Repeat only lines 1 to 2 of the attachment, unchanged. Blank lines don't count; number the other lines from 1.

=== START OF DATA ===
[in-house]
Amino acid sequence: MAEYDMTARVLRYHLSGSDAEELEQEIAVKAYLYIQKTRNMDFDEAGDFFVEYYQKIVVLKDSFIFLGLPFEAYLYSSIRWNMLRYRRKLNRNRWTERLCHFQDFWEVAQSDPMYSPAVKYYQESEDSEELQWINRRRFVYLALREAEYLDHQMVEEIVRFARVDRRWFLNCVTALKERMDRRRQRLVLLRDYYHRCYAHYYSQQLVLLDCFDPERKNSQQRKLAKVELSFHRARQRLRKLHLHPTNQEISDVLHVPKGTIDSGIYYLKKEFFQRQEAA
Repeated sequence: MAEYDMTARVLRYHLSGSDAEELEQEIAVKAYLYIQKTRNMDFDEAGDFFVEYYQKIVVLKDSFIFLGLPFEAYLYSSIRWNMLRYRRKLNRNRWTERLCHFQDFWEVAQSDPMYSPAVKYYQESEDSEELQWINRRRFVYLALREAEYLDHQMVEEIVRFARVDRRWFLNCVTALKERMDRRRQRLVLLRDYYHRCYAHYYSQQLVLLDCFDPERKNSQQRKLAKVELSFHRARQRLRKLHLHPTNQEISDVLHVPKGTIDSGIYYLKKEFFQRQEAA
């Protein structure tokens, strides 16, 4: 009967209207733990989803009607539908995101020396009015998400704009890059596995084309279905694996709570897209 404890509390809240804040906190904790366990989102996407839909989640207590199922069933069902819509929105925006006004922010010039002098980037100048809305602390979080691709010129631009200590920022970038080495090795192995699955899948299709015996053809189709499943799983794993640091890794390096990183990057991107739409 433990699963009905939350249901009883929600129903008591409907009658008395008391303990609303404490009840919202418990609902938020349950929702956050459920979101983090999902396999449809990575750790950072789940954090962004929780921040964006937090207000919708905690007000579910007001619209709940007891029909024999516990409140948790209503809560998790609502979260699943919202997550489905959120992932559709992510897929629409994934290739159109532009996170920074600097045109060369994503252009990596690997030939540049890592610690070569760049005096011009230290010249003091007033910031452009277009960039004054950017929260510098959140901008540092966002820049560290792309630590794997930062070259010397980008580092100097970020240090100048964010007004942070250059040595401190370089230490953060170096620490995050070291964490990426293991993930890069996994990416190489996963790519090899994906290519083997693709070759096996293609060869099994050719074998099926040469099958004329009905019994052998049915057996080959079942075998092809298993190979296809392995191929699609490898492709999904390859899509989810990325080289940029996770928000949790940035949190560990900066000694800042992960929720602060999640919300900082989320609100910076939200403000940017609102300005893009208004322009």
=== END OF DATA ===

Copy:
[in-house]
Amino acid sequence: MAEYDMTARVLRYHLSGSDAEELEQEIAVKAYLYIQKTRNMDFDEAGDFFVEYYQKIVVLKDSFIFLGLPFEAYLYSSIRWNMLRYRRKLNRNRWTERLCHFQDFWEVAQSDPMYSPAVKYYQESEDSEELQWINRRRFVYLALREAEYLDHQMVEEIVRFARVDRRWFLNCVTALKERMDRRRQRLVLLRDYYHRCYAHYYSQQLVLLDCFDPERKNSQQRKLAKVELSFHRARQRLRKLHLHPTNQEISDVLHVPKGTIDSGIYYLKKEFFQRQEAA